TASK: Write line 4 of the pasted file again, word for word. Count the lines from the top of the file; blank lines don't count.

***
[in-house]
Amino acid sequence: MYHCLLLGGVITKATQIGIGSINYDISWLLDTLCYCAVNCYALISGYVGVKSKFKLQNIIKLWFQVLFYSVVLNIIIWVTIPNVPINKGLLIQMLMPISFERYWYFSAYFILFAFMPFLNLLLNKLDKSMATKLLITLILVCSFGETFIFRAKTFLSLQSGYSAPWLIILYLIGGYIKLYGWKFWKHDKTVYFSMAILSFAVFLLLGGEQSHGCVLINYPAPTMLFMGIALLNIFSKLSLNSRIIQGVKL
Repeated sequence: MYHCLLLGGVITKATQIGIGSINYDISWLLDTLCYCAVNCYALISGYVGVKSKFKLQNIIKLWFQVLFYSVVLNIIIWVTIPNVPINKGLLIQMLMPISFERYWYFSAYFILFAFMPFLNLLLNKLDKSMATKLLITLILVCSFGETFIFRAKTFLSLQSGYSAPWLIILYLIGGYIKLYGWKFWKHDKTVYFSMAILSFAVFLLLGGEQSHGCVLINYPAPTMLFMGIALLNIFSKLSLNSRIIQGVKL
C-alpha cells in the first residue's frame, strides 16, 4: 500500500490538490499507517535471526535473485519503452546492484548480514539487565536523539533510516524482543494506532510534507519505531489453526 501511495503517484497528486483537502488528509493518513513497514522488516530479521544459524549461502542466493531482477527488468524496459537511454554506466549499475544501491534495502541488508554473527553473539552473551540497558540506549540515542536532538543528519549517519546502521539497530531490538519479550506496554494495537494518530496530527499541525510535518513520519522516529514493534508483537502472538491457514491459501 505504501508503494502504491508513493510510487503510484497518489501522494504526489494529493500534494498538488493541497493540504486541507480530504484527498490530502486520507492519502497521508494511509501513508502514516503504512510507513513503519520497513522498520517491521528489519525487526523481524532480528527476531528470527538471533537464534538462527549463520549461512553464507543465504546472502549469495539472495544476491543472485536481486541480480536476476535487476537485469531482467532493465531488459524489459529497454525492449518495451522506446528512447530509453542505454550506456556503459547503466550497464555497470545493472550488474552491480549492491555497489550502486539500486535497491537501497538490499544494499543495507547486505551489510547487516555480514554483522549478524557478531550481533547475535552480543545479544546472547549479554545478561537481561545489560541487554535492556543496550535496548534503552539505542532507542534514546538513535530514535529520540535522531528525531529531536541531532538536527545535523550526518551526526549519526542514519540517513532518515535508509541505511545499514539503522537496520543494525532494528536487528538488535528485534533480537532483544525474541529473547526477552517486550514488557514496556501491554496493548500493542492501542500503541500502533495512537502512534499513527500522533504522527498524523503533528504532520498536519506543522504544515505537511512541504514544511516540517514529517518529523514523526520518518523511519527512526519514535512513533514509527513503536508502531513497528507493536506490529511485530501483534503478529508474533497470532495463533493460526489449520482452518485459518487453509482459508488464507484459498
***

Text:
C-alpha cells in the first residue's frame, strides 16, 4: 500500500490538490499507517535471526535473485519503452546492484548480514539487565536523539533510516524482543494506532510534507519505531489453526 501511495503517484497528486483537502488528509493518513513497514522488516530479521544459524549461502542466493531482477527488468524496459537511454554506466549499475544501491534495502541488508554473527553473539552473551540497558540506549540515542536532538543528519549517519546502521539497530531490538519479550506496554494495537494518530496530527499541525510535518513520519522516529514493534508483537502472538491457514491459501 505504501508503494502504491508513493510510487503510484497518489501522494504526489494529493500534494498538488493541497493540504486541507480530504484527498490530502486520507492519502497521508494511509501513508502514516503504512510507513513503519520497513522498520517491521528489519525487526523481524532480528527476531528470527538471533537464534538462527549463520549461512553464507543465504546472502549469495539472495544476491543472485536481486541480480536476476535487476537485469531482467532493465531488459524489459529497454525492449518495451522506446528512447530509453542505454550506456556503459547503466550497464555497470545493472550488474552491480549492491555497489550502486539500486535497491537501497538490499544494499543495507547486505551489510547487516555480514554483522549478524557478531550481533547475535552480543545479544546472547549479554545478561537481561545489560541487554535492556543496550535496548534503552539505542532507542534514546538513535530514535529520540535522531528525531529531536541531532538536527545535523550526518551526526549519526542514519540517513532518515535508509541505511545499514539503522537496520543494525532494528536487528538488535528485534533480537532483544525474541529473547526477552517486550514488557514496556501491554496493548500493542492501542500503541500502533495512537502512534499513527500522533504522527498524523503533528504532520498536519506543522504544515505537511512541504514544511516540517514529517518529523514523526520518518523511519527512526519514535512513533514509527513503536508502531513497528507493536506490529511485530501483534503478529508474533497470532495463533493460526489449520482452518485459518487453509482459508488464507484459498